This is a guest post by Jessica Johnson
Have you ever wasted an hour searching for an email or a Word document you know you saved on your computer – but it just won’t turn up? Or maybe you’ve gone to print out a file, only to discover that you’re out of ink and you can’t find that extra cartridge you’re sure you bought just last month.
Knowing where things are when you need them is one of the most important keys to working efficiently. (Swearing that you ‘know’ where everything is, while staring through two-foot stacks of paperwork on your desk doesn’t count.) Organization is everything if you want to be really productive. To streamline your workday, it’s important to remove the clutter — from your physical work space, from your computer, and from your mind.
Fortunately, it will take just an hour or two of legwork to make a fresh start. Do it now! You’ll save endless hours in the long run.
Declutter Your Desktop
Is your computer’s desktop a jumbled mess of dozens of icons? If your default place to save files is onto your desktop, yet you never sort these into folders, make a commitment to change this immediately. As a bonus, that amazing vacation or family photo you lovingly chose for your screen image will finally be visible.
Start by creating four or five top-level folders. These will be the only icons on your desktop. Here are the ones I use:
• Work – Within this folder, there are folders named for current clients and projects.
• Pictures – I sort within this folder by year, month and subject.
• Music/Movies – I regularly move files from this folder to an external hard drive to save space.
• Dropbox – This cloud-syncing tool is invaluable to me, and it’s where I keep any projects I’m actively working on, before moving them to the ‘Work’ folder to file away. Get a free account here: www.dropbox.com.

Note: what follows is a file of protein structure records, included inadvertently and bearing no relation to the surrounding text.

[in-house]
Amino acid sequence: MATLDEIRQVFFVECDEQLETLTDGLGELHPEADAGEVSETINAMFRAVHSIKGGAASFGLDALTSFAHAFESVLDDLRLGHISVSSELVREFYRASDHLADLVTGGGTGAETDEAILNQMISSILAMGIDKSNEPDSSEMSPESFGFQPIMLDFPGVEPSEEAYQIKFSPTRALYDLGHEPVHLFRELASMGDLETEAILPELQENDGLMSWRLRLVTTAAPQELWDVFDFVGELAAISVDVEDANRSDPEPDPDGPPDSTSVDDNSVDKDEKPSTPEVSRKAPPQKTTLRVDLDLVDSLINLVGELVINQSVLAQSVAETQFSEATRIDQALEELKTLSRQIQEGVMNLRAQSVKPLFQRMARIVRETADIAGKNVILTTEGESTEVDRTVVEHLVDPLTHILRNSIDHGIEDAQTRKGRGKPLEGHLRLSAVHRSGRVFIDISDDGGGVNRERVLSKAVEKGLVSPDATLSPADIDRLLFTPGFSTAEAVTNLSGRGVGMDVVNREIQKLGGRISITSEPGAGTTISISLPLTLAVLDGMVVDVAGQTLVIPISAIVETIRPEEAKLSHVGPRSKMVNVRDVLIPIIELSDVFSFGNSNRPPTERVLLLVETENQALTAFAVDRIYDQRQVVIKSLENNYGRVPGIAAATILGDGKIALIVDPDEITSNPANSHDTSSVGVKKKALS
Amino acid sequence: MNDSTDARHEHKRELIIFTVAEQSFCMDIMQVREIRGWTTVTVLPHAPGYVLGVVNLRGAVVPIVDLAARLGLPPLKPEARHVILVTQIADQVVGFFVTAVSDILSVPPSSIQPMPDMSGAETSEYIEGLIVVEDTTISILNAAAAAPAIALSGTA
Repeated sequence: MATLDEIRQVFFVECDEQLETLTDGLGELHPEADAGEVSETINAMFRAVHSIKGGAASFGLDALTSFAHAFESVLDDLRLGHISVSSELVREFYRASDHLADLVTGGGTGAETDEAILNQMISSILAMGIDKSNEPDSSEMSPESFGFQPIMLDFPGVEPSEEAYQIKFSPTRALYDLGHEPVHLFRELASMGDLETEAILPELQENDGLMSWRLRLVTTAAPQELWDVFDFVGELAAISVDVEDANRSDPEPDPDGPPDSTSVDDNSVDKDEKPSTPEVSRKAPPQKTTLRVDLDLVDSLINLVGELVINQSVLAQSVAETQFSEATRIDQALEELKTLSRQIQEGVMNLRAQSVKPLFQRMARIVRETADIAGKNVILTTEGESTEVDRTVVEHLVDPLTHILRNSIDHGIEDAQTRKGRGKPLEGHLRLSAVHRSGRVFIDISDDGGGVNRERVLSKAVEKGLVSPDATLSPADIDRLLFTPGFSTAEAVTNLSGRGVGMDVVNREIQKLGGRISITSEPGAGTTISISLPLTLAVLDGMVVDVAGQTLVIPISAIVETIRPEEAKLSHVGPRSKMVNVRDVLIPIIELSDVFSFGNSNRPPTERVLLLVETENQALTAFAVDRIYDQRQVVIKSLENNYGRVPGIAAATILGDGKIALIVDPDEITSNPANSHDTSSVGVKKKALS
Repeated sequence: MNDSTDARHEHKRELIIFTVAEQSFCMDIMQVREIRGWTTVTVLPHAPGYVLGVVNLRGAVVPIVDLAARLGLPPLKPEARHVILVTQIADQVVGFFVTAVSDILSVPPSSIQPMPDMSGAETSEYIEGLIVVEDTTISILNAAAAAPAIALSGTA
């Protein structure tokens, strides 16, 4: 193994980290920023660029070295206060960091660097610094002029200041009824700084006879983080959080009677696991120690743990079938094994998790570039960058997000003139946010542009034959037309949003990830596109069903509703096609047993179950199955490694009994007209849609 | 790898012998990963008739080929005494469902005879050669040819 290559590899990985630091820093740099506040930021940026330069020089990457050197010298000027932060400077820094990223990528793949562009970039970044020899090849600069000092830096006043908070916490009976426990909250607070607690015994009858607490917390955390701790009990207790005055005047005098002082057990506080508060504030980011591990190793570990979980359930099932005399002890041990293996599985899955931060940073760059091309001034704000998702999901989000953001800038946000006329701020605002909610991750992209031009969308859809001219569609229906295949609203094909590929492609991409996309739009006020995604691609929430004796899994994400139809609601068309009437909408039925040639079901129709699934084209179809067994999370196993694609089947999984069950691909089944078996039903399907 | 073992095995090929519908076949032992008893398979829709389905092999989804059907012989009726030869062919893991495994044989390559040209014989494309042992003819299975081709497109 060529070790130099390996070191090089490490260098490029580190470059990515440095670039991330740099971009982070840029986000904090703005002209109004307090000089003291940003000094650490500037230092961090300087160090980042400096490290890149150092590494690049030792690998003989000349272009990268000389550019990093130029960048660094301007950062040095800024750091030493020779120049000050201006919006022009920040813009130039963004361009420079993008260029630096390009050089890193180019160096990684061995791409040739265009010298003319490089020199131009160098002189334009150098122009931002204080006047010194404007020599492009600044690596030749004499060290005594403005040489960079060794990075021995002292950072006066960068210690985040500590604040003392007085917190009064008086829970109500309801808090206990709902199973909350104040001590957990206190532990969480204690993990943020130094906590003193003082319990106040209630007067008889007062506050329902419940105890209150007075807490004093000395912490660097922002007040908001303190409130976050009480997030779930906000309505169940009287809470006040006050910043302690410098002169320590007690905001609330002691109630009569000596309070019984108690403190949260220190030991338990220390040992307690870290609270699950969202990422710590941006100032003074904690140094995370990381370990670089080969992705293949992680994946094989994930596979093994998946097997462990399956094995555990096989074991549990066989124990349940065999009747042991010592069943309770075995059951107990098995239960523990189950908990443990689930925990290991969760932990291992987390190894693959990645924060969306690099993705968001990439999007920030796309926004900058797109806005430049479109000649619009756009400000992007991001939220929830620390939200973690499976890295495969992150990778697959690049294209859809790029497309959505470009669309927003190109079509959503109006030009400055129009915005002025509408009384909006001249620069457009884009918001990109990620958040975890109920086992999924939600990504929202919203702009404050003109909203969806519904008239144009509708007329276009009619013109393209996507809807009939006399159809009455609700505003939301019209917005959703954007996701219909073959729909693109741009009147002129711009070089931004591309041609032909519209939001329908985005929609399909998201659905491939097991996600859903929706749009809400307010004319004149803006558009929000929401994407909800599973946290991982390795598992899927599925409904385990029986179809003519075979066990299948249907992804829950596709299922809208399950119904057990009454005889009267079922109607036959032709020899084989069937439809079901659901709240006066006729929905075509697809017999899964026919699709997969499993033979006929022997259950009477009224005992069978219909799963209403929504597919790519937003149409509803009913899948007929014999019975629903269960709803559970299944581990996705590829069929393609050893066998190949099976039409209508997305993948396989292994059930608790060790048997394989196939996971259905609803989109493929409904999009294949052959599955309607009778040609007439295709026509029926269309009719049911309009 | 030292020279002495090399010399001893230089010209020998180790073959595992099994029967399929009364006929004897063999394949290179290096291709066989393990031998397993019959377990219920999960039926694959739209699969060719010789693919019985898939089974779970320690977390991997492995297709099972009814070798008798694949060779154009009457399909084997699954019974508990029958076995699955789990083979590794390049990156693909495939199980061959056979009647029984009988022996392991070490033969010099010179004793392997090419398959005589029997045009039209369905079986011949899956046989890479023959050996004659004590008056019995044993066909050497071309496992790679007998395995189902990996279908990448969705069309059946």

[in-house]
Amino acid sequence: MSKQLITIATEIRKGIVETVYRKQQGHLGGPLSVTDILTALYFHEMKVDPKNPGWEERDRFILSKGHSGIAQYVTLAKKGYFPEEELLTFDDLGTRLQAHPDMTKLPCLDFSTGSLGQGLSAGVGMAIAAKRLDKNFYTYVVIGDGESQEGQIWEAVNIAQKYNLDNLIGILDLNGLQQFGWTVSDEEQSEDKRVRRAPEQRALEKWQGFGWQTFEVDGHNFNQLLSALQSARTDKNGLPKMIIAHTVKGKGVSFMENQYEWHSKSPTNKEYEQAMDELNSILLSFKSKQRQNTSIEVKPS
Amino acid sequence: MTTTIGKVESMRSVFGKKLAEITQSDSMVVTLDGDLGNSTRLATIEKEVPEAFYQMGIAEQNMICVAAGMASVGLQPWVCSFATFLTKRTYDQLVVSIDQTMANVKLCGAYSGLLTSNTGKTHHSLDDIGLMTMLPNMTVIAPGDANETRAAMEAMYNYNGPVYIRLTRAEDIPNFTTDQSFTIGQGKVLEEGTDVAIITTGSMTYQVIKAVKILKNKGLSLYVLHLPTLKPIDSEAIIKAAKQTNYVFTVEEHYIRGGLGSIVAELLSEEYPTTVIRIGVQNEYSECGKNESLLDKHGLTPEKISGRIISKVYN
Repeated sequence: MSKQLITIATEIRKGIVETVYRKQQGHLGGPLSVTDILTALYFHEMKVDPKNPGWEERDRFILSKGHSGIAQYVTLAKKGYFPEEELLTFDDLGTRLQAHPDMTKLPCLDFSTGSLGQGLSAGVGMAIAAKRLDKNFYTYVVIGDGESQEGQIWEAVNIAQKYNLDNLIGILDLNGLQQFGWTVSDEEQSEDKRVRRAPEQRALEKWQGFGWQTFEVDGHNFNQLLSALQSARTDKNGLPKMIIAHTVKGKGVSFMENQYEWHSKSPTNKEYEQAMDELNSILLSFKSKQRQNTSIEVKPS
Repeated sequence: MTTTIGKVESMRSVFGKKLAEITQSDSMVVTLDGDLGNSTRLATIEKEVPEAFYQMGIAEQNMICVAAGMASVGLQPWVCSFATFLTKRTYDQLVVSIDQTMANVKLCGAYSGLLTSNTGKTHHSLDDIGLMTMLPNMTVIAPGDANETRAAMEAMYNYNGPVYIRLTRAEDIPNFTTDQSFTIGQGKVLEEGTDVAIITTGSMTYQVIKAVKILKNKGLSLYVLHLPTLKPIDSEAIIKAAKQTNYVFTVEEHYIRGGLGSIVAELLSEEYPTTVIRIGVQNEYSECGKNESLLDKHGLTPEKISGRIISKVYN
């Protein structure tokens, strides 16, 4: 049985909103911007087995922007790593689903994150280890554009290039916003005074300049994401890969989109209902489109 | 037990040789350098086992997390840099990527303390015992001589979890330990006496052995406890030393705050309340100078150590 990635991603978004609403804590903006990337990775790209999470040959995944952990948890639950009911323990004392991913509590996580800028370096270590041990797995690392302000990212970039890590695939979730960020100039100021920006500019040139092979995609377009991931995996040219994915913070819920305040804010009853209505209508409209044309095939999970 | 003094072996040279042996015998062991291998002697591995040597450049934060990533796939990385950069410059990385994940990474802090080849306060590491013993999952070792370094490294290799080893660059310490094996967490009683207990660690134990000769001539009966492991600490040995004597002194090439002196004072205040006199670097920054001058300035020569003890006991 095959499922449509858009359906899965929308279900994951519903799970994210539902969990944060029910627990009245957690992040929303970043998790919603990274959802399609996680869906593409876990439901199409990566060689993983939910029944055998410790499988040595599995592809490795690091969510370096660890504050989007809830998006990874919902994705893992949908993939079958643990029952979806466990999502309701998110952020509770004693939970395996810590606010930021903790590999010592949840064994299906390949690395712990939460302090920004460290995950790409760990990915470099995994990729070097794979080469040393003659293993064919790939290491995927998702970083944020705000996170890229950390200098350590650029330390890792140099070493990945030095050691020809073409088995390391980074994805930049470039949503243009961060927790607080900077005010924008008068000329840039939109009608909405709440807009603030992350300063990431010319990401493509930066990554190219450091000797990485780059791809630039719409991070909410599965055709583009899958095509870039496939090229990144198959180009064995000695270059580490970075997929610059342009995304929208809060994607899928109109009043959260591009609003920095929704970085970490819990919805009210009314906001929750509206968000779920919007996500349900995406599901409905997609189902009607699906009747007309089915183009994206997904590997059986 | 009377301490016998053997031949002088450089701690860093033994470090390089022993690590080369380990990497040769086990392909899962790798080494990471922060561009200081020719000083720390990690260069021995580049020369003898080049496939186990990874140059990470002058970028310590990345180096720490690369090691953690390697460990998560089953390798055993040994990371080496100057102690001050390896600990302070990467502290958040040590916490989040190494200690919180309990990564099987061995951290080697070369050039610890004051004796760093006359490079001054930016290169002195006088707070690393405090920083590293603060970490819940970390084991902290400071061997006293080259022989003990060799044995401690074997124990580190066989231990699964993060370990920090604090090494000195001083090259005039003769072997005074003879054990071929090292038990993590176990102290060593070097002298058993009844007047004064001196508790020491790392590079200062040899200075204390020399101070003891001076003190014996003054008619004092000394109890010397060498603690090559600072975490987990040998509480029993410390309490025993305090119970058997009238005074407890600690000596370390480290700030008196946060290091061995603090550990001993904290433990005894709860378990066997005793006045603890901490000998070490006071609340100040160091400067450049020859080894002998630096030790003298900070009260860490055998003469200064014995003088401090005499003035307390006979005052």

Now, it’s just a question of dragging the files on your desktop into the folder they correspond to. And if you don’t have time right now to sort them, create one folder called ‘Old Desktop,’ drag everything into it, and sort it out later. You’d be amazed what having a clean desktop can do for your productivity and attitude on the job.
Organize Your Email
Take a similar approach with email. Create folders where you can store emails and reference them without storing them perpetually in your inbox. The goal should be to end each day with a clean inbox (or close to it.) And it’s okay to cheat with a folder called “Needs Immediate Attention!” if you just want to clear out your inbox and deal with a few emails the next day.
Clean Up Your Workspace
It’s amazing what a difference a few pieces of hardware can do for cleaning up a cluttered desk. Start with these key components:
- A charging station – The primary culprit of today’s cluttered desks, even for the hyper organized, are cords and wires. Purchase a surge-protecting power strip big enough to handle all of your hard drives and plugs, and then tuck these wires out of the way with clips or a well-placed nail.
- Shelving or drawers – If you don’t have a place to put something, it will end up on your desk or on the floor. Build or purchase enough drawer and shelf space so that everything has a place. Then, put speakers and hard drives in places where the cords can be out of the way.
- A Cleaning caddy – Dust that’s allowed to build up can make a work station nasty, whether it’s grime between the keys on your computer, a thin layer across your computer screen, or full-fledged dust bunnies under your desk. Get a small bucket or caddy that can hold a few lint-free cloths or rags, a brush, some window and surface cleaner, cotton swabs, and a can of compressed air. Keep it on hand; if you don’t have to go searching for the things you need to clean, you’re far more likely to clean on a regular basis and stay one step ahead of the grime.
Calm Your Mind
Do you have a way to unwind during the work day? The stress of constantly shifting between projects, taking phone calls, answering emails, and trying to actually accomplish something can take a toll on anyone.
If you work from home or have your own office, get a comfy chair or collection of pillows where you can sit back for a few minutes and read something unrelated to work, or simply close your eyes and focus on your breathing. This is more difficult for employees in a large or communal office environment, but a good pair of comfy noise-blocking headphones can allow for five to ten minutes of relaxation time before tackling your next project.
What other steps have you taken to streamline your workday? Do any of these ideas stand out to you?
Jessica Johnson works for http://www.extraspace.com and contributes to the Extra Space Storage blog, exploring various aspects of organizing and storing possessions.